A great game and I’ve still got the discs but having reloaded it a few years back but I can honestly say it’ll not be re-installed.

  7. Lord Byte says:

    I remember the interface and AI being abysmal. So I just played it solo, me alone against the odds and beat it ;)

  8. Minsc_N_Boo says:

    I have fond memories of this game, mostly getting shouted at and mocked by the German soldiers.

    *Da Tommy! Englander!*

    • DEspresso says:

      Now imagine the confusion a German named Thomas faced during these time.

  9. jonfitt says:

    I remember not being able to pass the first patrol and cross a bridge in H&D1 for ages. The detection mechanic was unforgiving and took a while to click.
    But when it clicked suddenly I was off and really enjoyed the game.

    H&D2 was a better game. I don’t recall too many specifics after all this time, but I remember the missions being grander with more flair. Escaping the airfield was dramatic.

  10. Neurotic says:

    H&D was a world-class championship bug festival, but also had so much new and charming too.

  11. Edski says:

    I spent so much time programming elaborate move orders into Hidden and Dangerous. Levels could be completed without needing to take control of any soldiers. So much pain and frustration was required. I loved it so much, and am now off to gog to give them my money.

  12. bfar says:

    Wow, there’s a blast from the past. H&D was in my all time top 5 for years. The very first level was one of the toughest, but once the mechanics clicked, you were in. And some of the missions were beautifully presented and amazingly dramatic.

    I never finished the second :(

  13. Marclev says:

    Wasn’t this (in)famous for being phenomenally buggy?

    I seem to remember really enjoying it, but also lots of trial and error and lots of dying and save scumming to work out how to get past sections.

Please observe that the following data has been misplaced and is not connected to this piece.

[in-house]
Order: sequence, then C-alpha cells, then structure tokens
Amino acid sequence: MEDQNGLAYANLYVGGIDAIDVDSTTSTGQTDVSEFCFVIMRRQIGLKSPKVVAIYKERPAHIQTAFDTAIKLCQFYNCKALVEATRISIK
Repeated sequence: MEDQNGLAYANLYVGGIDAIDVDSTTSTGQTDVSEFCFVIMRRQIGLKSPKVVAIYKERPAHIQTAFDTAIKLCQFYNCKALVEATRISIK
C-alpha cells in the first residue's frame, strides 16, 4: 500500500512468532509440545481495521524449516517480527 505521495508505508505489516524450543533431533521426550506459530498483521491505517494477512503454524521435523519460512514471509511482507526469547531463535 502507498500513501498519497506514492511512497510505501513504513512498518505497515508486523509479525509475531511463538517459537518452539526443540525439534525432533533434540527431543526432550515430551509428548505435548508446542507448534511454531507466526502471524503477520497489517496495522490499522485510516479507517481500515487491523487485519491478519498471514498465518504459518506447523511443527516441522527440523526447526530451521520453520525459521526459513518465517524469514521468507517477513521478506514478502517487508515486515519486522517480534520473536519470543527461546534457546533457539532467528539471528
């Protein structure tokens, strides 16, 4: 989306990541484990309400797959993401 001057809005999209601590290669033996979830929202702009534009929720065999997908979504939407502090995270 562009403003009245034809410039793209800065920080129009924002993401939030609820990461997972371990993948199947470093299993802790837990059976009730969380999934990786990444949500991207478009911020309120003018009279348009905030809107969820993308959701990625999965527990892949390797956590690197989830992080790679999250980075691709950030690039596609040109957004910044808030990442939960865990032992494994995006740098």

14. Collieuk says:

    HD1 was bug central. I loved HD2. Trying to plan moves for your squad was tricky but rewarding & I often preferred to go lone wolf.
    Online was great fun and the first online game that really hooked me despite having atrocious netcode. Kids today moan about lag in Call of Duty games but it’s nothing like the lag dances of HD2. Quite literally many firefights would end up with you and your foe circling each other and spraying bullets in the vain hope some connected. I later discovered by packing light & selecting a troop with high strength & stamina I could often top objective matches by running around lobbing the odd grenade and getting lucky with a pistol kill. The enemy couldn’t catch me if I ran for cover and they’d waste entire magazines trying to hit me. Maybe modern fibre connections would improve the situation.
    More fun was the co-op the add-on brought with it. Modding the gear you could bring along meant you could create some tense missions. Especially if you limited lives to one or two each. Sadly after a while the online community moved on after waiting for a patch that never came. Would love to revisit it someday.

  15. poliovaccine says:

    Wow, I remember missing these games, back when I read of em in my *subscription* to PC Gamer’s *magazine in the physical realm,* only to go back and try em out of loyalty to the devs, back when Mafia was new (and had just become my favorite game) and they were still called Illusion.

    Not gonna play it now, tho. Might boot up Mafia, frankly. I really am not much of a stickler for graphics, but early 3D has this particular, grotty look I just cant go back to… even at its time it was pretty hideous.